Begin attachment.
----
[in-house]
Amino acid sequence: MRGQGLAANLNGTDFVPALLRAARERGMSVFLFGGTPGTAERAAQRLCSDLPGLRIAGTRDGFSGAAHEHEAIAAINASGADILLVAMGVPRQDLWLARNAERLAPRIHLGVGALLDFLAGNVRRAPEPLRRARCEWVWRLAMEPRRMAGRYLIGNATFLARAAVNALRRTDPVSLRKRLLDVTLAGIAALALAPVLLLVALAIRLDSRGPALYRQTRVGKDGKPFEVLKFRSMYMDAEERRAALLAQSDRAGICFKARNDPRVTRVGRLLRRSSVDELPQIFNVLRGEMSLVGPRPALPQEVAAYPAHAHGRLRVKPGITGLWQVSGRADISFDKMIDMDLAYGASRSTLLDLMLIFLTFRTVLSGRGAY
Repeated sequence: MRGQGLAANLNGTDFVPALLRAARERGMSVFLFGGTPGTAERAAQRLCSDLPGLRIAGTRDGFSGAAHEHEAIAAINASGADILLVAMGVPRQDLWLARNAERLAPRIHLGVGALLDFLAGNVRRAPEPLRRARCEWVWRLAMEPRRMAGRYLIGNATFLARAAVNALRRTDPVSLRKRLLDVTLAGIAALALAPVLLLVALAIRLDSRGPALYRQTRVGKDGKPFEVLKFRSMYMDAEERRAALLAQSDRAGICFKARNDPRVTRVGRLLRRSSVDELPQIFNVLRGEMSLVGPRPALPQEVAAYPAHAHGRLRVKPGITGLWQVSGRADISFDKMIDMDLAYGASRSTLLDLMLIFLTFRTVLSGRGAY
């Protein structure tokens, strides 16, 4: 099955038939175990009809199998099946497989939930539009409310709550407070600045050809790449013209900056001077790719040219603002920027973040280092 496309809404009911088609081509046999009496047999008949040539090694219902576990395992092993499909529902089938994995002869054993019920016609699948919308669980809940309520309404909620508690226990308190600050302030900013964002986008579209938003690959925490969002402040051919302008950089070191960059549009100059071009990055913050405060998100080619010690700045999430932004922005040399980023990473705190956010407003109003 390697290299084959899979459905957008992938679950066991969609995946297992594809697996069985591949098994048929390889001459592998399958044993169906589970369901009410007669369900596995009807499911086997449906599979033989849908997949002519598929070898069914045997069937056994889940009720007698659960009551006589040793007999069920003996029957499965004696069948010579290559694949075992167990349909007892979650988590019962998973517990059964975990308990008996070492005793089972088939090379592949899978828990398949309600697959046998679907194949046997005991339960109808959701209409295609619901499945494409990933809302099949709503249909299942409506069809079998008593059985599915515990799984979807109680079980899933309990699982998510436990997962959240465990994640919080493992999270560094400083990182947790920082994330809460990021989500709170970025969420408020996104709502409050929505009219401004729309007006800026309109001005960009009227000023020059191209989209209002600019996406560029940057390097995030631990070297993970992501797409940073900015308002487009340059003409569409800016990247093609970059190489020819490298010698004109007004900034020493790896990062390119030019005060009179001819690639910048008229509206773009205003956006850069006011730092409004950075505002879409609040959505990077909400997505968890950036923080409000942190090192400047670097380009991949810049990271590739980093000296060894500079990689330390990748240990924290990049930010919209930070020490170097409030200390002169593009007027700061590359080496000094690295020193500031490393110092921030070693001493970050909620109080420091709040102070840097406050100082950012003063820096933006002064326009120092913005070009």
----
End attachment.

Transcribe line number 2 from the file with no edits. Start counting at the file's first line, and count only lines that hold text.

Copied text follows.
Amino acid sequence: MRGQGLAANLNGTDFVPALLRAARERGMSVFLFGGTPGTAERAAQRLCSDLPGLRIAGTRDGFSGAAHEHEAIAAINASGADILLVAMGVPRQDLWLARNAERLAPRIHLGVGALLDFLAGNVRRAPEPLRRARCEWVWRLAMEPRRMAGRYLIGNATFLARAAVNALRRTDPVSLRKRLLDVTLAGIAALALAPVLLLVALAIRLDSRGPALYRQTRVGKDGKPFEVLKFRSMYMDAEERRAALLAQSDRAGICFKARNDPRVTRVGRLLRRSSVDELPQIFNVLRGEMSLVGPRPALPQEVAAYPAHAHGRLRVKPGITGLWQVSGRADISFDKMIDMDLAYGASRSTLLDLMLIFLTFRTVLSGRGAY